Fire prescribed

Following mass tree die-offs, California steps up controlled burning in forests

Cal Fire forester Dave Derby says prescribed burning is ramping up in forests throughout Butte County.

Cal Fire forester Dave Derby says prescribed burning is ramping up in forests throughout Butte County.

CN&R file photo

Feel the burn:
Butte County property owners interested in prescribed burning, contact Cal Fire’s Dave Derby at or 872-6334.

Intentionally lighting a forest fire is always risky, says Dave Derby, a forester for Cal Fire based in Magalia. Even under the supervision of trained professionals, a controlled burn can get, well, out of control.

“Any time you light a match,” he said, “you’re taking a chance.”

The technique—also known as prescribed burning—is employed by foresters and firefighters to reduce the woodland fuel load and reduce the chance of catastrophic wildfires.

Despite risks, Cal Fire is rolling out a plan to increase the pace and scale of its prescribed burning operations throughout California—Butte County included.

“Our marching orders are to step it up,” Derby said, “but it’s a tough deal. We can’t light these things off in the middle of summer, and you need a lot of bodies to keep it contained, and the conditions have to be just right….

“We haven’t been able to to do much yet.”

Ironically, prescribed burning is being touted as a potential solution to a variety of problems related to fire suppression—including increasingly intense wildfires and the worst bark beetle epidemic in the state’s recorded history. In the absence of wildfire, many forests have become overstocked. Competing for limited resources, the trees are weakened and insects gain the upper hand.

Since 2010, beetles have killed a conservatively estimated 102 million conifers, mostly in the central and southern Sierra Nevada.

The mass tree die-offs have prompted state officials to take a hard look at forest management practices. Last Thursday (Aug. 25), the final of three public hearings on tree mortality was held at the capitol in Sacramento before the Little Hoover Commission, an independent oversight agency investigating the state’s response to the crisis. The results of the study won’t be released until early next year, but it was clear from the meeting that Cal Fire recognizes the need for more proactive management—i.e., reducing fuels by mechanical thinning and prescribed burns.

Matthew Reischman, Cal Fire’s assistant deputy director of resource protection and improvement, told the commission that, over the last year, the agency has increased the acreage it’s burned with prescribed fires from about 3,000 to 14,000 acres. Moving forward, Cal Fire has identified about 50,000 acres of forest that are ready to burn statewide, but Reischman said the agency would prefer to have 100,000 acres ready.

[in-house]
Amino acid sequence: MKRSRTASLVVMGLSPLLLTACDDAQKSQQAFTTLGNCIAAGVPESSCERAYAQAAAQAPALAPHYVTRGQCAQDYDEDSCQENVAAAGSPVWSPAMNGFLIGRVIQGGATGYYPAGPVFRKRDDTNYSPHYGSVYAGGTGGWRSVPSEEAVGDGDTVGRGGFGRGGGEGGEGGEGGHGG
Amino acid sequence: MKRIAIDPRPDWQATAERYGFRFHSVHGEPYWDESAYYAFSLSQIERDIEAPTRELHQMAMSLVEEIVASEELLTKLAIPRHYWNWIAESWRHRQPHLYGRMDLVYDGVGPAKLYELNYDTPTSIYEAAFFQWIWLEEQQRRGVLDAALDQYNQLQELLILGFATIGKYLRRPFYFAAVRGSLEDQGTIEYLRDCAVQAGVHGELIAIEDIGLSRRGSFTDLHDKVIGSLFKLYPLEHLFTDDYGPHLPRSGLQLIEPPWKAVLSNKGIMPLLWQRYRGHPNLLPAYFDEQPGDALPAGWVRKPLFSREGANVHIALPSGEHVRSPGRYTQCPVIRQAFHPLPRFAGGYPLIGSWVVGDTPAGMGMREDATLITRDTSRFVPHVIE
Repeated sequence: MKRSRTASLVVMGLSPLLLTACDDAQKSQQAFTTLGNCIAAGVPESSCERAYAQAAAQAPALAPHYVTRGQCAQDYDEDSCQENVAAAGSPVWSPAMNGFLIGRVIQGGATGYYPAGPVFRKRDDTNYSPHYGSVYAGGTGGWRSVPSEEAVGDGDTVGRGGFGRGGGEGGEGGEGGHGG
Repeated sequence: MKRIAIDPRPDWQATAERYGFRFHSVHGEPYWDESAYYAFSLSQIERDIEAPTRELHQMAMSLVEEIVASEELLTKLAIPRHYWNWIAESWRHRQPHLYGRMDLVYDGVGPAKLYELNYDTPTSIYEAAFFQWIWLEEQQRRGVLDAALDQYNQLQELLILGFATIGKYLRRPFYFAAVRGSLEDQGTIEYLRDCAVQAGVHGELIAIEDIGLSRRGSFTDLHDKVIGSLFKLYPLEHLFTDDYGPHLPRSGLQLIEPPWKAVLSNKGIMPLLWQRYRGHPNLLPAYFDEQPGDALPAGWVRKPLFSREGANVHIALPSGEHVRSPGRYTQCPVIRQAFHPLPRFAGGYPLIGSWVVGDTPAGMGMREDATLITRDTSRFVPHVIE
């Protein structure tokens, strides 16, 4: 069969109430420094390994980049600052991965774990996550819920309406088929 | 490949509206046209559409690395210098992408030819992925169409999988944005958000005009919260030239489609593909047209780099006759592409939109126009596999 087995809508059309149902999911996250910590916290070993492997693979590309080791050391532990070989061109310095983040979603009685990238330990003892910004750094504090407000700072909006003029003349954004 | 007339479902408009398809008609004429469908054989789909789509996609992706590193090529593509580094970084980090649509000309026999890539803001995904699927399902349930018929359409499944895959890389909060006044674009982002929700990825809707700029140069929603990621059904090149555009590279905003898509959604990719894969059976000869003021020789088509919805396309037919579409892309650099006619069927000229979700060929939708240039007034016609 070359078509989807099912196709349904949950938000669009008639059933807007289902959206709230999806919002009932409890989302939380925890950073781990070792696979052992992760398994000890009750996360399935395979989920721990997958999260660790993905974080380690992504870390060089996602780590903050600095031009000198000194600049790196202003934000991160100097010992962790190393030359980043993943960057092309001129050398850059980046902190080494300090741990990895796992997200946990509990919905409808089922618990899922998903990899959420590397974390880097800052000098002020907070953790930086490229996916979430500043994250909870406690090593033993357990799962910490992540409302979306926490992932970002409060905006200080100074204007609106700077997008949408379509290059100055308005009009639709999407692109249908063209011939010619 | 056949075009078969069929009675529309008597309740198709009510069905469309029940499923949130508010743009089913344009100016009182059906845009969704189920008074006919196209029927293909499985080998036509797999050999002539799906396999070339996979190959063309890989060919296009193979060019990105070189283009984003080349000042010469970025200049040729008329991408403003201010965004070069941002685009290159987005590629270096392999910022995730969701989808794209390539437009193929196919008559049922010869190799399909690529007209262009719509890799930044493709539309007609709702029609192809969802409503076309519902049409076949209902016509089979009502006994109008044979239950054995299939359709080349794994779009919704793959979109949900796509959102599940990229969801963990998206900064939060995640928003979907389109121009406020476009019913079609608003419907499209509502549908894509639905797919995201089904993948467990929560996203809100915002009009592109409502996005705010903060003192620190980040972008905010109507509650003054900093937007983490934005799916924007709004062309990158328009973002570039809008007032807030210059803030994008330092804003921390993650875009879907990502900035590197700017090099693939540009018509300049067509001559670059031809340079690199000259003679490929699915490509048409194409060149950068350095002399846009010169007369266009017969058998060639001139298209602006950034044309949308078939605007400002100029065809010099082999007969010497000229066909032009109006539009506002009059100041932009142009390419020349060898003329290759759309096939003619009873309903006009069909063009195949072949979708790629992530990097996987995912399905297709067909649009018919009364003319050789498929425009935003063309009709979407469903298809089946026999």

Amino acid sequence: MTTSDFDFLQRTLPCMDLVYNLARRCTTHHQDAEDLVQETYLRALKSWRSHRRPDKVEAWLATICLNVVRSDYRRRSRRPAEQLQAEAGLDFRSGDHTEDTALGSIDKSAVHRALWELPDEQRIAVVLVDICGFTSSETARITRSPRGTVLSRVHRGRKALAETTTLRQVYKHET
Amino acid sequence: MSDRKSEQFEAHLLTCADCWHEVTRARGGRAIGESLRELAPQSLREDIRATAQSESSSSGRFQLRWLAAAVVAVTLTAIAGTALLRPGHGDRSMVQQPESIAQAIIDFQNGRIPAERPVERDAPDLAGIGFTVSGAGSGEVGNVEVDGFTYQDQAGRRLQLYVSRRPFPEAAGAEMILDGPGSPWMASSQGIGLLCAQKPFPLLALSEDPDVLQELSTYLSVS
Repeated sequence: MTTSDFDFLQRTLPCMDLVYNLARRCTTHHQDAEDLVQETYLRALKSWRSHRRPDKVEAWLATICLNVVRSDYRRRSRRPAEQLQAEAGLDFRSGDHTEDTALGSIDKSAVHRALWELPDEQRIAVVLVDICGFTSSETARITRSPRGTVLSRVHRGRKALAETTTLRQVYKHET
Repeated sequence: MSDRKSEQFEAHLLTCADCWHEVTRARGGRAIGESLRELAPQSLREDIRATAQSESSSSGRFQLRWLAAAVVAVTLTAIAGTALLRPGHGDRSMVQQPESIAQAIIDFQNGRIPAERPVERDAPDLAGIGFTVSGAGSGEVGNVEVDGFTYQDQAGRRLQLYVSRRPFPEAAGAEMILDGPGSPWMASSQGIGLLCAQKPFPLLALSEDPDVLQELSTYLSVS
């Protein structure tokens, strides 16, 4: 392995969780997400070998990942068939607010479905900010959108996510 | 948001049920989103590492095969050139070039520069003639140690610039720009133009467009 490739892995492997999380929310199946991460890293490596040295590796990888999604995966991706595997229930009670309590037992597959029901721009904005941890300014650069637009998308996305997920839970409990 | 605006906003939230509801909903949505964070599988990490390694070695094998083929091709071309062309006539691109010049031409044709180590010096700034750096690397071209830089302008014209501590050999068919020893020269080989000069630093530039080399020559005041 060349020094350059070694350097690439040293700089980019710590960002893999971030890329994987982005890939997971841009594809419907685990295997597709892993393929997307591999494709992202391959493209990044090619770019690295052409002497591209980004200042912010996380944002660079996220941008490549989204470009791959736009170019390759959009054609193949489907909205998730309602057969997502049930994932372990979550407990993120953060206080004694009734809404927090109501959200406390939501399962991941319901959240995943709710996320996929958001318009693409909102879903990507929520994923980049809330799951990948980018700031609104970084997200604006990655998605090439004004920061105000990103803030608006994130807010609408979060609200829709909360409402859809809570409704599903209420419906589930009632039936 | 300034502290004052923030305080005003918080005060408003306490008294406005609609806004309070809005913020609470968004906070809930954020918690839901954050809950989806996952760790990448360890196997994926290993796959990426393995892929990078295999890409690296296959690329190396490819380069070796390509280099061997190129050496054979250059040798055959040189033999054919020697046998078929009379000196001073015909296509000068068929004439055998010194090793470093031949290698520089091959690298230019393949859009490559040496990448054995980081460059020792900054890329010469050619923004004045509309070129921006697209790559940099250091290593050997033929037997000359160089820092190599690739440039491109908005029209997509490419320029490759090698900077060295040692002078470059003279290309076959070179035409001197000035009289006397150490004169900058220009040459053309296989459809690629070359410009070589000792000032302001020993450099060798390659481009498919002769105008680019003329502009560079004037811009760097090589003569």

“We know where we want to burn,” he said. “It’s about having the opportunity and the right conditions.”

Cal Fire in Butte County treated about 75 acres with prescribed fire in fiscal year 2016-17 and plans on ramping that up to 1,000 acres in 2017-18. But, for a number of reasons, that could prove too lofty a goal.

For decades, California has gone to great lengths to fight wildfires with airplanes, fire engines, chemical retardants and heavy machinery. It may not be obvious, then, that fire plays an important role in forest ecology, renewing the landscape and stimulating new growth. Some plants, such as manzanitas, depend on the intense heat of fires to activate seed germination. Likewise, lodgepole pines need fire to open their cones.

But many forested areas in California, including some in Butte County, haven’t been touched by fire in decades, leading to the buildup of woodland fuel. Now, when wildfires do rip through, they are unusually intense—even catastrophic—and Cal Fire cannot afford to let them burn uncontained. Millions of people live close to California’s wildlands.

“Our first mission is keeping people safe,” Derby said.

So, the state is trying to strategically reintroduce fire to the landscape, but the overly dense forests make prescribed burns even riskier.

“It’s hard to find a good place to do it,” he said. “Some of these places have been fire-excluded for so long, it might make your situation worse if you’re not careful.”

The inherent risks are part of why it’s difficult to find landowners outside of agencies like California State Parks that are willing to participate. Most of Butte County’s forestlands are privately owned, Derby said. Through Cal Fire’s Vegetation Management Program, the agency assumes liability from landowners while conducting prescribed burns; it also can issue permits for property owners to do the burning themselves. In the latter scenario, Cal Fire provides guidance and personnel to stand by in case something goes wrong.

However, people often hesitate to change their properties so drastically, Derby said: “It changes the way the landscape looks. When you burn, it’s going to look different for the next 10 years or so until things get green again.”

CalFire often trips over administrative hurdles as well. Prescribed burns need the go-ahead from the California Air Resources Board (CARB), the agency charged with maintaining federal air-quality standards, as well as local air districts.

CARB is trying to smooth out the approval process, said Edie Chang, the agency’s deputy executive officer, during the Little Hoover Commission hearing. The effort involves adopting new smoke-monitoring and weather-modeling technologies to help guide the decisions of local air-quality managers. The trick, she added, is burning more without significantly impacting air pollution and human health.

“We recognize that prescribed burns can improve forest health and result in a net reduction of greenhouse gasses in the long term,” she said. “We are actively looking for ways to increase the burns.”